Effectiveness of city’s empty-homes initiative questioned

Housing experts, advocates say determined owners will find ways to avoid the tax 
Brendan Dawe of Abundant Housing Vancouver (centre): doubts the tax will help increase the supply of rental units | Submitted

Vancouver’s empty-homes tax, which rolled out last month, will likely do little to increase the supply of rentals in a city with a near 0% vacancy rate, according to housing analysts and tenant advocates.

“If a residential property is not a principal residence and does not qualify for an exemption, it must be occupied by a tenant for at least six months of the year – in periods of 30 or more consecutive days – or be subject to a 1% tax on its assessed value. Properties that have not yet been rented would therefore need to be occupied by a tenant no later than July 1, and remain occupied for the remainder of 2017 in order to be excluded from the tax,” according to a March 7 statement from the City of Vancouver.

Vancouver Mayor Gregor Robertson estimates there are 10,800 homes sitting empty in the city “and likely thousands more under-occupied.”

“The empty-homes tax will encourage the best use of all our housing and help bring thousands of rental homes back into the market as the rental vacancy rate remains dangerously low,” Robertson said.

Based on Vancouver’s current assessed values, the 1% tax would average about $16,000 for a vacant detached house and $6,000 for a vacant condominium.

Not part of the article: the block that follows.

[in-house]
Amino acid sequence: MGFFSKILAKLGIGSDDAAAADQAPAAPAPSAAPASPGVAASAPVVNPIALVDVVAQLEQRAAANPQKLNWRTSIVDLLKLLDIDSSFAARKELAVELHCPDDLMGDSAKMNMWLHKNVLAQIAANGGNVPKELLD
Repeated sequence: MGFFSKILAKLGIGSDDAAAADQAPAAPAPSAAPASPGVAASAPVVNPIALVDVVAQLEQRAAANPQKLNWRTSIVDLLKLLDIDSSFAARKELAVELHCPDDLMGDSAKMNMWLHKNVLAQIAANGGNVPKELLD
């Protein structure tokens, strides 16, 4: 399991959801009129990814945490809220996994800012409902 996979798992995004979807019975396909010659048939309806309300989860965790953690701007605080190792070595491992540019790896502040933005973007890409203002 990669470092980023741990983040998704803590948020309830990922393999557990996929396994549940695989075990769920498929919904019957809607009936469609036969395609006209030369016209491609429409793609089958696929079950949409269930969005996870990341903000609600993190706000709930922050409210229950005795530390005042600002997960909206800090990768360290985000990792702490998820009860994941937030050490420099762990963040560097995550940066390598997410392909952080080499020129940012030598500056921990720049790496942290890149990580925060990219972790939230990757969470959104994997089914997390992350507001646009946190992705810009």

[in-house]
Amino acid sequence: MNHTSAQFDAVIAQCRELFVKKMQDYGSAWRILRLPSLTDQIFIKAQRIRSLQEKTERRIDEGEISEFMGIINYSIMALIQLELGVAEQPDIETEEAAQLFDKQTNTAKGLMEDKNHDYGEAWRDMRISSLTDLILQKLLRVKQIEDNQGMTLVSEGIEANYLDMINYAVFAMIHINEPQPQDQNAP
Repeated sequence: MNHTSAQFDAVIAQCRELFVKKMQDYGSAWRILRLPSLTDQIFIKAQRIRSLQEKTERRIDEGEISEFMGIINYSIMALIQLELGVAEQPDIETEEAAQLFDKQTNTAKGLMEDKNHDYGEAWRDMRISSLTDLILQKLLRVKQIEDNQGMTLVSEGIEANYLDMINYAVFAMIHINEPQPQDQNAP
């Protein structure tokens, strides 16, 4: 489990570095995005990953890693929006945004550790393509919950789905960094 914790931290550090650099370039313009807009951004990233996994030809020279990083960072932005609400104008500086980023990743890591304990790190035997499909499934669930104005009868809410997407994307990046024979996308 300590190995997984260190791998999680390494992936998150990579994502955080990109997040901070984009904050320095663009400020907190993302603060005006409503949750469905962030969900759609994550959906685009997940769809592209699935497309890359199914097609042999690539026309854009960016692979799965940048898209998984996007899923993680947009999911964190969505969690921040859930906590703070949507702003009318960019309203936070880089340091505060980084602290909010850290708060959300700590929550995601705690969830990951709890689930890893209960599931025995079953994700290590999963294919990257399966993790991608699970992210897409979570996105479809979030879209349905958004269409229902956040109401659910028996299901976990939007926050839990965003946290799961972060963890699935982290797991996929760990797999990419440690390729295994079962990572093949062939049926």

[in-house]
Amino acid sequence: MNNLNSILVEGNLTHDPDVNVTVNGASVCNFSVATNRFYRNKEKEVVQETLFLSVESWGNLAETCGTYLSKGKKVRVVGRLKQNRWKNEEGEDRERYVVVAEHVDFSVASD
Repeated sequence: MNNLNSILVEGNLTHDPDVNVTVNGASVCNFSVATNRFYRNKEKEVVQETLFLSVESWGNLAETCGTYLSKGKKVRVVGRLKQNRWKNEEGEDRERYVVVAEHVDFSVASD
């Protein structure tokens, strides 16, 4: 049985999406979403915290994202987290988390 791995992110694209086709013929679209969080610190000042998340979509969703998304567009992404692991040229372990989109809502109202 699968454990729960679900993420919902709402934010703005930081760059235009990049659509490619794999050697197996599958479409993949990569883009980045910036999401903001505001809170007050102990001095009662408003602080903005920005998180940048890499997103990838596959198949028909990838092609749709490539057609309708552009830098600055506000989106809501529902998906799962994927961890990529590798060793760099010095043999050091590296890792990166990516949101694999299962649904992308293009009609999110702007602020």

“I like the principle of it, but I think owners will find a way around it,” said Brendan Dawe, a spokesman for Abundant Housing Vancouver, a year-old tenant advocacy group pushing for the construction of more rental housing.

Dawe believes the tax will be expensive to administer and difficult to enforce.

Michael Geller, a Vancouver architect and developer who consults on housing issues, echoed that comment.

“I suspect the empty-homes tax will result in some properties rented out, and others sold to owner-occupiers or investors who will rent them out,” Geller said. “But ultimately, it will be administratively expensive and not make rental housing more affordable.”

He cited one example of a Florida owner of a $4 million Vancouver condominium who advertised but could not find a qualified tenant for the time the owner was not in Vancouver. For such an owner, the empty-home tax could total $40,000.

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